Netherlands left looking for answers with Euro 2016 place in jeopardy
THE HAGUE, Netherlands (AP) — The same Netherlands team that humiliated Spain early in last year's World Cup is fading—and fading fast.
After losses to Turkey and Iceland over the last few days, the Dutch are on the brink of missing out on next year's European Championship in France—a tournament expanded to accommodate 24 teams.
The Netherlands lineup that lost to Iceland 1-0 at home on Thursday and then 3-0 at Turkey on Sunday is virtually unchanged from the one that overwhelmingly defeated the defending World Cup champions 5-1 last year in Brazil and ended up finishing third.
"This whole qualification campaign has been incredibly difficult," Netherlands striker Robin van Persie said after the loss in Turkey. "We still have a chance, but it is no longer in our hands and that is terrible."
These days, the 1988 European champions and three-time World Cup finalists are struggling to find the net against all but the weakest opponents. The team is even more inept at defending its own goal.
A tight defense was the foundation of the Netherlands' success in Brazil—apart from two penalty shootouts, the team conceded only four goals in seven matches at the World Cup. In eight Euro 2016 qualifiers, the Dutch have already allowed 10 goals.
Even Johan Cruyff, a passionate advocate of attacking soccer, has been left lamenting the lack of quality at the back.
In his column in Monday's edition of Dutch daily De Telegraaf, the former Netherlands great pointed to the penalty given away by defender Gregory van der Wiel that handed Iceland victory in Amsterdam as symptomatic of poor Dutch defending.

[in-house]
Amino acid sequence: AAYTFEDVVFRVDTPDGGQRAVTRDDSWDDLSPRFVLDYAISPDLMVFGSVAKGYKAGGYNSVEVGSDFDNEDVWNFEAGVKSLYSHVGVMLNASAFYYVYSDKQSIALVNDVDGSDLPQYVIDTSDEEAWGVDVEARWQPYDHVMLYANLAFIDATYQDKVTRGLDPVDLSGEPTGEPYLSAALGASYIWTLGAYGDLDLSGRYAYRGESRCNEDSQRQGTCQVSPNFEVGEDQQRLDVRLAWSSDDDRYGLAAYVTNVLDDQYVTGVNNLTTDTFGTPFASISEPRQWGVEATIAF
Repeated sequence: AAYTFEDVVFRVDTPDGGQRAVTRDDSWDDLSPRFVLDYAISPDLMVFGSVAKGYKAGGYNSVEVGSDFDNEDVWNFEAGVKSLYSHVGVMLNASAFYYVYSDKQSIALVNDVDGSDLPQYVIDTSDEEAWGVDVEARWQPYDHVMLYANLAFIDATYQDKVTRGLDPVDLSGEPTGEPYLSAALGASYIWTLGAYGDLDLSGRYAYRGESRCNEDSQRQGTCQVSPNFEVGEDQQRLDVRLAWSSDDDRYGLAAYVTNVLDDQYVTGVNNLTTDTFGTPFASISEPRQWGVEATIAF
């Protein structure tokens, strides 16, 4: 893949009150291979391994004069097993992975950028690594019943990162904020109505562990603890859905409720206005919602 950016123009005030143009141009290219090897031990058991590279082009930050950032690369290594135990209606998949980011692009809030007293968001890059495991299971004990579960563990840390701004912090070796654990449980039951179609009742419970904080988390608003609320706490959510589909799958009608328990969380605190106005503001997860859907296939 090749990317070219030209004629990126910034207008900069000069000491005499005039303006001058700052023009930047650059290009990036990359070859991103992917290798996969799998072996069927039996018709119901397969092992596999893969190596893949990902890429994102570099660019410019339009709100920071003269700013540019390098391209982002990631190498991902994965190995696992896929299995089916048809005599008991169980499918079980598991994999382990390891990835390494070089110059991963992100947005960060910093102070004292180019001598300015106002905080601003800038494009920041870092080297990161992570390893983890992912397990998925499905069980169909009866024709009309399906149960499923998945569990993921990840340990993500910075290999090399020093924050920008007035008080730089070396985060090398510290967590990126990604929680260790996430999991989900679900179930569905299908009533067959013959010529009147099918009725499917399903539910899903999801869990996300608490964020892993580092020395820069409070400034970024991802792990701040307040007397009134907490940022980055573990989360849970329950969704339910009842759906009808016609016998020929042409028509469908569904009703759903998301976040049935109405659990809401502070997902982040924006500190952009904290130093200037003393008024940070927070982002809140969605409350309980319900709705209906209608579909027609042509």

"Again, a defender who doesn't think enough about positional play," Cruyff wrote.
The long-term knee injury that sidelined center back Ron Vlaar has been a key problem in defense, just as Arjen Robben's injury-hit season undermined attacking options. Both players were standouts of the World Cup campaign.
But more than any individual absences, the Netherlands' team spirit appears to be missing.
"In Oranje, there are a number of players who are only concerned about themselves," former Netherlands player Willem van Hanegem wrote in his Monday column in the Algemeen Dagblad daily newspaper.
He singled out Memphis for criticism.
"He only lay on the ground," Van Hanegem wrote, overlooking the fact that the Manchester United winger supplied a number of crosses from the left that could—should—have led to Dutch goals.
The misfiring Memphis, out-of-form Van Persie and often-injured Robben have contributed to a shocking attacking impotence against all but the lowliest teams in Group A.
The Dutch have scored 11 goals in three matches against Kazakhstan and Latvia, but only two in five matches against Iceland, the Czech Republic and Turkey, the teams now above them in the group.
Many are blaming the coaching staff.
After his World Cup campaign, Louis van Gaal—known for ruling his teams with an iron fist—moved to Manchester United and was replaced by Guus Hiddink, an experienced and highly successful coach known for a more hands-off relationship with players.
But Hiddink's approach backfired immediately. In his first match in charge, a friendly against Italy, the Dutch conceded two early goals and lost 2-0, setting the tone for a short and unsuccessful second stint in charge.
Hiddink repeatedly saw his team give away early goals and then struggle to recover. His contract was soon terminated.
Danny Blind—with two losses in his first two matches since replacing Hiddink—has not been able to overturn the slide. He now has to rely on Turkey dropping points in its last two matches for the Dutch to stand any chance of securing third place in Group A and a playoff berth.